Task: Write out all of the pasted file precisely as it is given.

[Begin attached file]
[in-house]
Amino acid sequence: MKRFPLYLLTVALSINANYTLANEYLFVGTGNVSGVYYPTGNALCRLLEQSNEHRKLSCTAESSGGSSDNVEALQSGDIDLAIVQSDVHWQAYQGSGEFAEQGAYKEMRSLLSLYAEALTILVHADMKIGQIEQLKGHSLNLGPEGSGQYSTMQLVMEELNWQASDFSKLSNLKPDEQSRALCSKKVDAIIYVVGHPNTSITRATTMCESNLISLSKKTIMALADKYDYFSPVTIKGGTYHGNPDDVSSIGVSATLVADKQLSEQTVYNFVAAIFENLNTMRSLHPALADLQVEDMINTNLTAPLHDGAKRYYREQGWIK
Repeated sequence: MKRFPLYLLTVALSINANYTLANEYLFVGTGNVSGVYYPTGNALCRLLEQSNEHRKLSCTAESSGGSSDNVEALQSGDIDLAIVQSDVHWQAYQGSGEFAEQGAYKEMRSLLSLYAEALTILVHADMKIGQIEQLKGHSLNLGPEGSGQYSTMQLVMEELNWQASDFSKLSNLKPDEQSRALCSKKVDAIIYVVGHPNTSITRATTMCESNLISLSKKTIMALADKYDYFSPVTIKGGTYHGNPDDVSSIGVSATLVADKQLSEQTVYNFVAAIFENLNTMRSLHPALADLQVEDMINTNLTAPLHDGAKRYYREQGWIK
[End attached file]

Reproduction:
[in-house]
Amino acid sequence: MKRFPLYLLTVALSINANYTLANEYLFVGTGNVSGVYYPTGNALCRLLEQSNEHRKLSCTAESSGGSSDNVEALQSGDIDLAIVQSDVHWQAYQGSGEFAEQGAYKEMRSLLSLYAEALTILVHADMKIGQIEQLKGHSLNLGPEGSGQYSTMQLVMEELNWQASDFSKLSNLKPDEQSRALCSKKVDAIIYVVGHPNTSITRATTMCESNLISLSKKTIMALADKYDYFSPVTIKGGTYHGNPDDVSSIGVSATLVADKQLSEQTVYNFVAAIFENLNTMRSLHPALADLQVEDMINTNLTAPLHDGAKRYYREQGWIK
Repeated sequence: MKRFPLYLLTVALSINANYTLANEYLFVGTGNVSGVYYPTGNALCRLLEQSNEHRKLSCTAESSGGSSDNVEALQSGDIDLAIVQSDVHWQAYQGSGEFAEQGAYKEMRSLLSLYAEALTILVHADMKIGQIEQLKGHSLNLGPEGSGQYSTMQLVMEELNWQASDFSKLSNLKPDEQSRALCSKKVDAIIYVVGHPNTSITRATTMCESNLISLSKKTIMALADKYDYFSPVTIKGGTYHGNPDDVSSIGVSATLVADKQLSEQTVYNFVAAIFENLNTMRSLHPALADLQVEDMINTNLTAPLHDGAKRYYREQGWIK